In fact, Buffalo has more cloudy days per year than any other large city in the U.S., according to Current Results. Buffalo has 311 days per year (or 85% of the year) of at least “partial cloud,” which means that clouds cover anywhere from over one-quarter to as much as three-quarters of the sky on these days.

Additionally, people in cold, snowy cities like Buffalo tend to spend more time indoors in the winter due to cold weather, further decreasing their exposure to sunlight. Vitamin D cannot be produced when you receive sunlight through a window because windows block UVB rays.


This lack of sunlight exposure, particularly for people in cold cities like Buffalo, can lead to insufficient production of vitamin D in the body, making residents more prone to deficiency. Research has shown that residents of northern cities are at a higher risk of Vitamin D deficiency during the winter months compared to those living in sunnier regions.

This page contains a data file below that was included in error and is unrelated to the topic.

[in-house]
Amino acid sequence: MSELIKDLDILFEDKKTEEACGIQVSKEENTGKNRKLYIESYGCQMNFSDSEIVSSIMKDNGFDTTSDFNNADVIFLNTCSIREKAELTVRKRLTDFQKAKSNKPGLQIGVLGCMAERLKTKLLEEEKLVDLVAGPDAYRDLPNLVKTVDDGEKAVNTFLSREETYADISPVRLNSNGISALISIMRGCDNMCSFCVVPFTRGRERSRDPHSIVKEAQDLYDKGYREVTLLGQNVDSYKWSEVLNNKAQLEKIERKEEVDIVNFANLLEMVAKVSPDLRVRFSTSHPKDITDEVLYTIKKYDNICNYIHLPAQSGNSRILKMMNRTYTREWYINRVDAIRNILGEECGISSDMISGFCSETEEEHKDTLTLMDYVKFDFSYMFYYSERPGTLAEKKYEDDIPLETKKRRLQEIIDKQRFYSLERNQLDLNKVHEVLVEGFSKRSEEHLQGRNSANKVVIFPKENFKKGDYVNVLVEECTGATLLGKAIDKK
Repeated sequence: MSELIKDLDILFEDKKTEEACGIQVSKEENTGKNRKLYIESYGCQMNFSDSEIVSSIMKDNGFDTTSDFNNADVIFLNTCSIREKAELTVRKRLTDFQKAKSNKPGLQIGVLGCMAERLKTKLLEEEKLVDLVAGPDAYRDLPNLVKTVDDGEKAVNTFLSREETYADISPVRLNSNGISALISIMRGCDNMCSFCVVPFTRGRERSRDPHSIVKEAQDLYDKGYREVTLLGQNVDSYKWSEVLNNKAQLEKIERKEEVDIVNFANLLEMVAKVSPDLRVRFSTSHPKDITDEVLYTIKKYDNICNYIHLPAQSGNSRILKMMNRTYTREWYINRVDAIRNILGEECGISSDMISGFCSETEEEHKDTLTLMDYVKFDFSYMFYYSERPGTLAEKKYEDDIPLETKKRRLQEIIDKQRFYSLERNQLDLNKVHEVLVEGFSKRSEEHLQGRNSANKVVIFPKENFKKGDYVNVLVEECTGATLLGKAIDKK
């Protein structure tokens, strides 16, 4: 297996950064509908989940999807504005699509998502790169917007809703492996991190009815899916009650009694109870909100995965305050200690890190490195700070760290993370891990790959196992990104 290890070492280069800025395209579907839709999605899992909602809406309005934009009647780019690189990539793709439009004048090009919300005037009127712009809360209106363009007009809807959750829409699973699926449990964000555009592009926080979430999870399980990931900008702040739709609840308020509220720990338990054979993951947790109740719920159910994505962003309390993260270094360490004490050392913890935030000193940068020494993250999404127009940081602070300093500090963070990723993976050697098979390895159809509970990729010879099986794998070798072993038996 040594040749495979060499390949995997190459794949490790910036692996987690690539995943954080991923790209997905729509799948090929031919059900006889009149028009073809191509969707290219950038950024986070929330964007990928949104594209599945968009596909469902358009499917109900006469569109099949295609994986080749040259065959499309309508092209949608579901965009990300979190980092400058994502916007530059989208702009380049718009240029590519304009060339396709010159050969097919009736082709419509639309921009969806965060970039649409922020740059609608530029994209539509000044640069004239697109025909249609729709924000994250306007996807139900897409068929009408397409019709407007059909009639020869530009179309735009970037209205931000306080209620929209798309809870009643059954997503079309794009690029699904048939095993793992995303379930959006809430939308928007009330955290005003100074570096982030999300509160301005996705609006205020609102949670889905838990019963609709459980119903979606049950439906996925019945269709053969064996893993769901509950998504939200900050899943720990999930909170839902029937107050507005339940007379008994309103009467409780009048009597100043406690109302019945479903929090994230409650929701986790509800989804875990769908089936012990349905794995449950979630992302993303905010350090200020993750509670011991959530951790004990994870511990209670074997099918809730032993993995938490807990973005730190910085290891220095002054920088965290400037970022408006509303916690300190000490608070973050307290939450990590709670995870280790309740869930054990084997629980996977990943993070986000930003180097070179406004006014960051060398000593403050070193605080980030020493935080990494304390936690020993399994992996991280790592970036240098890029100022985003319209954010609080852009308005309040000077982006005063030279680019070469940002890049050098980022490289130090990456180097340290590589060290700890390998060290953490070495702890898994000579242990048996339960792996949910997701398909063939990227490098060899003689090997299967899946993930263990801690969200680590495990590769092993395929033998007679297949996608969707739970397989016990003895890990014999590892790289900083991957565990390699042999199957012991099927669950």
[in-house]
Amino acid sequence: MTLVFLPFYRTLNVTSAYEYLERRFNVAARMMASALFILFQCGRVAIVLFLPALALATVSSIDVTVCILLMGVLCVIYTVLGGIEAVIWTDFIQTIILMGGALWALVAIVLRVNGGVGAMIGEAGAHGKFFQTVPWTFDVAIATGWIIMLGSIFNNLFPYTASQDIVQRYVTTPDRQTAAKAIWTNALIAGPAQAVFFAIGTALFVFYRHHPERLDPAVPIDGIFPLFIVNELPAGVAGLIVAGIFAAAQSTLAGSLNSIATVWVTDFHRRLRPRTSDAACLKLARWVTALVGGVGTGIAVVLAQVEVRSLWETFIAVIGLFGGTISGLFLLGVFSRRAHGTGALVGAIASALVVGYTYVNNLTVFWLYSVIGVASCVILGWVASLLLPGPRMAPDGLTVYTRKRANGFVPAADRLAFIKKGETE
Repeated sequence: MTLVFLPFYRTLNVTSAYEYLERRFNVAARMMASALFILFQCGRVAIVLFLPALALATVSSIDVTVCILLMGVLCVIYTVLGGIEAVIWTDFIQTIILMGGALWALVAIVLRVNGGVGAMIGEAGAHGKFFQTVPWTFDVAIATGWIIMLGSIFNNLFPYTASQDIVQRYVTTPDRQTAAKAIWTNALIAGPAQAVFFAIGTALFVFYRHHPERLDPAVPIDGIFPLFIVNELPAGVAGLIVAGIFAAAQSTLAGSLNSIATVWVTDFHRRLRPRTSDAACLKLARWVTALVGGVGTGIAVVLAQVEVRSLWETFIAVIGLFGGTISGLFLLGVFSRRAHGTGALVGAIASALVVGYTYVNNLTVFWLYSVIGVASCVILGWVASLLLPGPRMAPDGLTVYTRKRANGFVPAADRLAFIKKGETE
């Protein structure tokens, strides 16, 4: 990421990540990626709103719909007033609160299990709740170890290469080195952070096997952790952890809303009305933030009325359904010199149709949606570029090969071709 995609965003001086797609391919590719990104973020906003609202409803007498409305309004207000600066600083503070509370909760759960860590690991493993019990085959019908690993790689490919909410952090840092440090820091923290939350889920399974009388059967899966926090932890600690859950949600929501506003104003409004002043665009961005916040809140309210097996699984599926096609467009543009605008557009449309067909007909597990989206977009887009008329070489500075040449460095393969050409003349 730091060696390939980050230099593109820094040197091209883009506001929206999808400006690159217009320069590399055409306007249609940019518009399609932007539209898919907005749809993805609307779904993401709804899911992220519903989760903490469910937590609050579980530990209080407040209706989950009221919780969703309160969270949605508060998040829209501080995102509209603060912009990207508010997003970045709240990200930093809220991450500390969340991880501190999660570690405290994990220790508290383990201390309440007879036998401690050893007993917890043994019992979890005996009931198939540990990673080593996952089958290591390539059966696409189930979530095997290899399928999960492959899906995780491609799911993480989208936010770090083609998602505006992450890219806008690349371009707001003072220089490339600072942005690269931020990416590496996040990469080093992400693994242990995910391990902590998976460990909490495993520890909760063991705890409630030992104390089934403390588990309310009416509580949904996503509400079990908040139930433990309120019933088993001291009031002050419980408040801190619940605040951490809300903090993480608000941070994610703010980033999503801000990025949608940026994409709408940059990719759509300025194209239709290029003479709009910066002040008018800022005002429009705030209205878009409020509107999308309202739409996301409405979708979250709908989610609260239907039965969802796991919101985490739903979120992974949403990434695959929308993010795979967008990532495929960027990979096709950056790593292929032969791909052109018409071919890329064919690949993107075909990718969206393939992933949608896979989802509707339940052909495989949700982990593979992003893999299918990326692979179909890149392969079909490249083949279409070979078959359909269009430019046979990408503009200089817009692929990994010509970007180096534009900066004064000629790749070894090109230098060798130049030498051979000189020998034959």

During Buffalo’s winter months, nearly 50 percent of people have insufficient amounts of vitamin D and 25 percent may be considered deficient, according to a University at Buffalo News Center article quoting UB nutrition researcher Peter Horvath.

Those most at risk include the elderly, who tend to spend more time indoors, and pregnant and nursing women because vitamin D is essential for fetal and childhood development. It is also a greater issue for people of color due to high levels of melanin in their skin, which reduces their ability to produce vitamin D. Office workers, who tend to spend minimal time outside when the sun is highest in the sky (around noon), are also at increased risk.

How To Get Enough Vitamin D

Given the potential health risks of low vitamin D, it’s important for people living in Buffalo and other regions with limited sunlight exposure during the winter to take steps to ensure adequate vitamin D levels. This can include increasing consumption of Vitamin D-rich foods.assortment of healthy foods high in vitamin D

Some foods high in vitamin D include: